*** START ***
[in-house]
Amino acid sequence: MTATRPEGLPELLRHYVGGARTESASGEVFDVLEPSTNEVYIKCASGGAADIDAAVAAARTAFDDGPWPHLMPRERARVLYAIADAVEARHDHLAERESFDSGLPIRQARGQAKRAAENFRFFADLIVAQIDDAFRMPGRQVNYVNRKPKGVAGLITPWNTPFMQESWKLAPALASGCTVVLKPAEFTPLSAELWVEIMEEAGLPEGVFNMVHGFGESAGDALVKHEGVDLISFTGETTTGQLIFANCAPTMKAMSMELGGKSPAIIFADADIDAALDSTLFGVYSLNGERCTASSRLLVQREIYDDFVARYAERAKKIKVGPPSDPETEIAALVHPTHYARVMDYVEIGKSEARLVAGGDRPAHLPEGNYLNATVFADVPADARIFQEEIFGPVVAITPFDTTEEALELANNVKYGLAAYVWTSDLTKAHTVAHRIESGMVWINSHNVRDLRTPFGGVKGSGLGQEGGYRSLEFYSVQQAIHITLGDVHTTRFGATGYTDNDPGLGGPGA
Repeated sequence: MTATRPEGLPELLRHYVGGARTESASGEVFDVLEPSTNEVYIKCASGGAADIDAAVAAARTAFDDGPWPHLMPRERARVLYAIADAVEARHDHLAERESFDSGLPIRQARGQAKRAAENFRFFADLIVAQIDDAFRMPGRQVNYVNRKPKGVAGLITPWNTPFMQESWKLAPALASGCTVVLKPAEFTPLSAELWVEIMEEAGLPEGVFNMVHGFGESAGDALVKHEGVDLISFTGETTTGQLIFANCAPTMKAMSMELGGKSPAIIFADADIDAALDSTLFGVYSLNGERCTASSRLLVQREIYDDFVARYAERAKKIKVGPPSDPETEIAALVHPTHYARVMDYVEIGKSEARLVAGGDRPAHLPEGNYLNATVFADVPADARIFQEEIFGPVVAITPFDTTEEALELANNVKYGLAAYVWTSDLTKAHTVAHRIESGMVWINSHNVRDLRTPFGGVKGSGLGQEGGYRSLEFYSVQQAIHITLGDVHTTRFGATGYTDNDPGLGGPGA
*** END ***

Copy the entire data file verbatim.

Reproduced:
[in-house]
Amino acid sequence: MTATRPEGLPELLRHYVGGARTESASGEVFDVLEPSTNEVYIKCASGGAADIDAAVAAARTAFDDGPWPHLMPRERARVLYAIADAVEARHDHLAERESFDSGLPIRQARGQAKRAAENFRFFADLIVAQIDDAFRMPGRQVNYVNRKPKGVAGLITPWNTPFMQESWKLAPALASGCTVVLKPAEFTPLSAELWVEIMEEAGLPEGVFNMVHGFGESAGDALVKHEGVDLISFTGETTTGQLIFANCAPTMKAMSMELGGKSPAIIFADADIDAALDSTLFGVYSLNGERCTASSRLLVQREIYDDFVARYAERAKKIKVGPPSDPETEIAALVHPTHYARVMDYVEIGKSEARLVAGGDRPAHLPEGNYLNATVFADVPADARIFQEEIFGPVVAITPFDTTEEALELANNVKYGLAAYVWTSDLTKAHTVAHRIESGMVWINSHNVRDLRTPFGGVKGSGLGQEGGYRSLEFYSVQQAIHITLGDVHTTRFGATGYTDNDPGLGGPGA
Repeated sequence: MTATRPEGLPELLRHYVGGARTESASGEVFDVLEPSTNEVYIKCASGGAADIDAAVAAARTAFDDGPWPHLMPRERARVLYAIADAVEARHDHLAERESFDSGLPIRQARGQAKRAAENFRFFADLIVAQIDDAFRMPGRQVNYVNRKPKGVAGLITPWNTPFMQESWKLAPALASGCTVVLKPAEFTPLSAELWVEIMEEAGLPEGVFNMVHGFGESAGDALVKHEGVDLISFTGETTTGQLIFANCAPTMKAMSMELGGKSPAIIFADADIDAALDSTLFGVYSLNGERCTASSRLLVQREIYDDFVARYAERAKKIKVGPPSDPETEIAALVHPTHYARVMDYVEIGKSEARLVAGGDRPAHLPEGNYLNATVFADVPADARIFQEEIFGPVVAITPFDTTEEALELANNVKYGLAAYVWTSDLTKAHTVAHRIESGMVWINSHNVRDLRTPFGGVKGSGLGQEGGYRSLEFYSVQQAIHITLGDVHTTRFGATGYTDNDPGLGGPGA